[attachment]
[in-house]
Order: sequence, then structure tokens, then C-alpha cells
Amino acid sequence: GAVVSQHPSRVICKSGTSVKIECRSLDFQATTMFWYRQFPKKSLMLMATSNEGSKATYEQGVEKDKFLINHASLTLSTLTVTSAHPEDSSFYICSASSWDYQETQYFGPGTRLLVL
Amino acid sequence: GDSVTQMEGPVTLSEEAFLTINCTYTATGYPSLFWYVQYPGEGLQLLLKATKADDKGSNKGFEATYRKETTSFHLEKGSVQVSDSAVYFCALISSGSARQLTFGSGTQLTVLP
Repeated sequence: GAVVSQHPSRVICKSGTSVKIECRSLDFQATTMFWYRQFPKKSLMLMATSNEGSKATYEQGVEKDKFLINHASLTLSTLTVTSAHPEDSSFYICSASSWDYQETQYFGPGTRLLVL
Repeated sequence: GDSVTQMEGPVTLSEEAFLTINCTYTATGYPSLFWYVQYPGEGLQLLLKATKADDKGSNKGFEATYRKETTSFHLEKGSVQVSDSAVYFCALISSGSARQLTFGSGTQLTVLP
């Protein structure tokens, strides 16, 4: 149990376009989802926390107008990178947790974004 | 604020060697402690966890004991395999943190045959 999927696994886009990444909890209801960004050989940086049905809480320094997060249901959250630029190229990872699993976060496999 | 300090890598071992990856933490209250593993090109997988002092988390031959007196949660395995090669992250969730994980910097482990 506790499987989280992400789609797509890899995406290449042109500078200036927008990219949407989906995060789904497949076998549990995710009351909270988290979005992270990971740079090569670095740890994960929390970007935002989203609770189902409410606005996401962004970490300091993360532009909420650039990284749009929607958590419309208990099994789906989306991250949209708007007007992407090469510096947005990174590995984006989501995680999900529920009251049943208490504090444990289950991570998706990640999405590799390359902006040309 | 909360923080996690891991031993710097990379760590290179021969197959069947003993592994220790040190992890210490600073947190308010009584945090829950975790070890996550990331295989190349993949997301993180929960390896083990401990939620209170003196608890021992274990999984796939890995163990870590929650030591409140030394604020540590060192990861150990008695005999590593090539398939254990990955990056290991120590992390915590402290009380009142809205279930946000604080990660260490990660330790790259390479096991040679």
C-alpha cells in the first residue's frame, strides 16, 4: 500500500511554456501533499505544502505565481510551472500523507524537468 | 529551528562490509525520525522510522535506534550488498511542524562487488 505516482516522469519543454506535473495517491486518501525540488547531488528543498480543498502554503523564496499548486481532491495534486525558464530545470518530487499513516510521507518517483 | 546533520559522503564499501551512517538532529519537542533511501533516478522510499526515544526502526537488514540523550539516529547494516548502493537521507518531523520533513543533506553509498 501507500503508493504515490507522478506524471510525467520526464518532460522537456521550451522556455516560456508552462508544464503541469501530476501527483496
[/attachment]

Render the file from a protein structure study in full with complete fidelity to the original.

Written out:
[in-house]
Order: sequence, then structure tokens, then C-alpha cells
Amino acid sequence: GAVVSQHPSRVICKSGTSVKIECRSLDFQATTMFWYRQFPKKSLMLMATSNEGSKATYEQGVEKDKFLINHASLTLSTLTVTSAHPEDSSFYICSASSWDYQETQYFGPGTRLLVL
Amino acid sequence: GDSVTQMEGPVTLSEEAFLTINCTYTATGYPSLFWYVQYPGEGLQLLLKATKADDKGSNKGFEATYRKETTSFHLEKGSVQVSDSAVYFCALISSGSARQLTFGSGTQLTVLP
Repeated sequence: GAVVSQHPSRVICKSGTSVKIECRSLDFQATTMFWYRQFPKKSLMLMATSNEGSKATYEQGVEKDKFLINHASLTLSTLTVTSAHPEDSSFYICSASSWDYQETQYFGPGTRLLVL
Repeated sequence: GDSVTQMEGPVTLSEEAFLTINCTYTATGYPSLFWYVQYPGEGLQLLLKATKADDKGSNKGFEATYRKETTSFHLEKGSVQVSDSAVYFCALISSGSARQLTFGSGTQLTVLP
């Protein structure tokens, strides 16, 4: 149990376009989802926390107008990178947790974004 | 604020060697402690966890004991395999943190045959 999927696994886009990444909890209801960004050989940086049905809480320094997060249901959250630029190229990872699993976060496999 | 300090890598071992990856933490209250593993090109997988002092988390031959007196949660395995090669992250969730994980910097482990 506790499987989280992400789609797509890899995406290449042109500078200036927008990219949407989906995060789904497949076998549990995710009351909270988290979005992270990971740079090569670095740890994960929390970007935002989203609770189902409410606005996401962004970490300091993360532009909420650039990284749009929607958590419309208990099994789906989306991250949209708007007007992407090469510096947005990174590995984006989501995680999900529920009251049943208490504090444990289950991570998706990640999405590799390359902006040309 | 909360923080996690891991031993710097990379760590290179021969197959069947003993592994220790040190992890210490600073947190308010009584945090829950975790070890996550990331295989190349993949997301993180929960390896083990401990939620209170003196608890021992274990999984796939890995163990870590929650030591409140030394604020540590060192990861150990008695005999590593090539398939254990990955990056290991120590992390915590402290009380009142809205279930946000604080990660260490990660330790790259390479096991040679």
C-alpha cells in the first residue's frame, strides 16, 4: 500500500511554456501533499505544502505565481510551472500523507524537468 | 529551528562490509525520525522510522535506534550488498511542524562487488 505516482516522469519543454506535473495517491486518501525540488547531488528543498480543498502554503523564496499548486481532491495534486525558464530545470518530487499513516510521507518517483 | 546533520559522503564499501551512517538532529519537542533511501533516478522510499526515544526502526537488514540523550539516529547494516548502493537521507518531523520533513543533506553509498 501507500503508493504515490507522478506524471510525467520526464518532460522537456521550451522556455516560456508552462508544464503541469501530476501527483496